adventures of a mere mortal in fitness and life

Posts tagged ‘Whole30’

whole30 recap: change your life in unexpected ways

I walked by the book It Starts With Food yesterday and realize I have been shirking my duties in writing a Whole30 experience recap. I was particularly struck by the tagline “Change Your Life in Unexpected Ways” because that is exactly what this experience did.  I have outlined some of those ways in my previous post, but I want to be more specific and complete in this post.

Shockingly, the biggest takeaway from the Whole30 was that Mr. Prepared and I grew a little bit more into sync with each other again.  After a brutal winter ski resort season in which EVERYTHING was new, compounded by moving across the country, moving from an apartment to a house in the fall, and all the stress that comes with everything being NEW (jobs, doctors, schools, etc.), we were SHELLED.  We were tired, irritable, unhappy, anxious people.  And the only person each of us could vent to was the other.  We had no in-person support system (we are working on it and the network is improving!) at first, so the tears, the frustration, and the stress were often directed at each other.  This experience was the first fulfilling, long-term “project” we have worked on together in a long time.  We are healthier and happier people as a result of this “commitment”, and we are finding our ways of growing into this community, seeking out people and opportunities that enrich our lives personally and as a family.

While Mr. Prepared has been bulletproof in sticking with the Whole30 principles, I have slacked here and there on some things.  But you know what?  Everything I thought I missed so much isn’t really all that great.  Cheese? Meh.  Yummy Greek yogurt? It was OK.  I haven’t even gone back to bread or grain products- I really don’t miss them at all.  (OK, other than beer.  I had a few beers.  Yes, they were good, but I don’t have time for beer right now!)  So I imagine that most of those “needs” we make up in our mind about foods we “couldn’t live without” are just truly in our mind.  Food is so closely tied to emotion and memory for me that I know I still have some mental work before me to get these things a little more in line with “normal” emotional attachments to food.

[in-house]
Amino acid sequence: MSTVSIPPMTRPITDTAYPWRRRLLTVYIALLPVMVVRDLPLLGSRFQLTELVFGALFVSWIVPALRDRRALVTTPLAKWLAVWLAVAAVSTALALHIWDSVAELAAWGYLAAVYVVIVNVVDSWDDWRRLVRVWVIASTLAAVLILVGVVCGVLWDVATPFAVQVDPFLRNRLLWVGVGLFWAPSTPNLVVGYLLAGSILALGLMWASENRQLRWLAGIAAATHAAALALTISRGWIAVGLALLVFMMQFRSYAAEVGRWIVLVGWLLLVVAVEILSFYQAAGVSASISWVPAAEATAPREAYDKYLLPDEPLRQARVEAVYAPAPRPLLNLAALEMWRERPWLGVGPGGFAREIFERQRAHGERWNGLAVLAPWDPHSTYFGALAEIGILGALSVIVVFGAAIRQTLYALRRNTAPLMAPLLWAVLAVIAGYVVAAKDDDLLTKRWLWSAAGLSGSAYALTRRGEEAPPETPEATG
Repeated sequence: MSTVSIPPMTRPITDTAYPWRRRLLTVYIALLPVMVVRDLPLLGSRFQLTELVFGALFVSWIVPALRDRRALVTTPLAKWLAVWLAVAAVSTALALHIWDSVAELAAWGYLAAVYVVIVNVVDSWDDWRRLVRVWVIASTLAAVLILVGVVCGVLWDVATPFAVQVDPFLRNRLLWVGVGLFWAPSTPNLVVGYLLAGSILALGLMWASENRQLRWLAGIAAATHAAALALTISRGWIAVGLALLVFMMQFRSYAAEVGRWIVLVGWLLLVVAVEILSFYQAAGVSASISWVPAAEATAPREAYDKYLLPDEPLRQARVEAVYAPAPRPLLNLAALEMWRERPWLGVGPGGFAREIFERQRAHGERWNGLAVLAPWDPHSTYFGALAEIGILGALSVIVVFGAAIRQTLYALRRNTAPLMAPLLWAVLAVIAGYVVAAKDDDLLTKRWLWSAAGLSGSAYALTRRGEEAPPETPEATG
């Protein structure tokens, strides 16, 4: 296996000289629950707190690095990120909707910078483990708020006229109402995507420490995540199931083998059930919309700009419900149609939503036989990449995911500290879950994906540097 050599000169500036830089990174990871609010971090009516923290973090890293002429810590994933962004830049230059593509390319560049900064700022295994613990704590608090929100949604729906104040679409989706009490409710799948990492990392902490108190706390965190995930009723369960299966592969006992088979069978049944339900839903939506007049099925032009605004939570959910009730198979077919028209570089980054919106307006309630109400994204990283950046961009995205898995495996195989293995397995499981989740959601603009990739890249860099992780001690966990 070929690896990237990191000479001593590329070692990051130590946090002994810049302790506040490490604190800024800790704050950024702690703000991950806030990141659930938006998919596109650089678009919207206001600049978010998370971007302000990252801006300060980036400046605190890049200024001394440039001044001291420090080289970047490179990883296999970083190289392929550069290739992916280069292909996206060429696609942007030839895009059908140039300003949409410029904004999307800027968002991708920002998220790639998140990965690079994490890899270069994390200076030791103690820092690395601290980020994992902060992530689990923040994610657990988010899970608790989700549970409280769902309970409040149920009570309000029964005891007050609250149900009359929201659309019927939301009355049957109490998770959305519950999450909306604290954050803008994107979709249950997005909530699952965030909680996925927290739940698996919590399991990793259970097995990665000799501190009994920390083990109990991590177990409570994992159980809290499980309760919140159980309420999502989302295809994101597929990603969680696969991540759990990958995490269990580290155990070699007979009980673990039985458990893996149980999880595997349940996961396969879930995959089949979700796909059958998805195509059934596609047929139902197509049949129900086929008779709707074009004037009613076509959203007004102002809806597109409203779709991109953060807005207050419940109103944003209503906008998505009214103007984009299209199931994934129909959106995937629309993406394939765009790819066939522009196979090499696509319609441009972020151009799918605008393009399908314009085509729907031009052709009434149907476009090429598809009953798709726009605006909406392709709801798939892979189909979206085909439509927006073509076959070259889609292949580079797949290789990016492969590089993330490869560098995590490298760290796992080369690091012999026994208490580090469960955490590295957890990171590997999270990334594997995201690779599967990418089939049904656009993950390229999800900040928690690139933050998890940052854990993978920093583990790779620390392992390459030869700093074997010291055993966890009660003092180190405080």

Unfortunately, I have become a food freak.  By freak  I mean that I have gotten on my soapbox more than a few times, and even muttered under my breath at dinner the other night that the American agricultural industry is trying to kill us (what?  It’s probably true.)  My stance about food is a little too extreme for most people, and that is a dangerous combination with my work as a personal trainer.  I am toning it down A LOT for clients, but if anyone really engages me in food conversation, they are bound to get an earful.  I am sure it will all turn out to be bogus in the end and you can have the last laugh. But until then…you have been warned.

But what you really wanna know are the stats, right?  You want to know if it WORKS.  Everyone can define this differently, especially since it isn’t a “diet”.  I had been told there was a magical, mystical Whole30 land where you could have boundless energy and sleep like a princess.  I also secretly wanted to look ripped like one of those Crossfit competitors.  If those were the showing that it “works”, then no, I didn’t start eating unicorn rocket fuel or photo-shopping my mirror.  Here’s what happened:

  • Sleep.  I have slept like crap pretty much since we moved.  When we started Whole 30, I was sleeping about 4-6 hours a night.  I knew I would NEVER make it through training for a half-Ironman on 4-6 hours of sleep a night.  I get sleep now.  I get very nice, rested sleep.  I can go back to sleep if I wake up.  This was HUGE.
  • Smell. About the fourth day in, we woke up and rolled over and I realized we didn’t “smell” like night sweating and restless sleep.  We didn’t smell at all practically.  I had pretty terrible night sweats up until I started this (more on that another time) and they are pretty diminished now.  We also both recognized more healthy levels of sweating while exercising, whereas before I don’t think we were sweating enough.
  • Thirst sensitivity.  I could tell when I was actually thirsty instead of forcing myself to drink a required amount of water in the day.  Since there a little controversy over “how much liquid is enough/too much” I figure improved thirst signals meant I was headed in the right direction.
  • Weird aches and pains.  Mr. Prepared has had an ache on the outside of his knee since oh, 2011.  He reports no more ache.
  • Bowel movements.  C’mon, we are all adults!  To sum it up: before=not regular.  Now=regular.  If you need details, try it yourself. 😉
  • Eye of the tiger.  I may be dramatizing this a little.  I had a bike power test on Day 18 of the Whole 30.  Many sources said that your workouts will feel flat the first 2 weeks, and they did.  But I swear that as I got ready for that bike test, I could feel and access a bunch of energy for it.  Maybe I just did a really good job of psyching myself up for the test, but maybe it was Whole30?  Anyhow, crushed the bike test!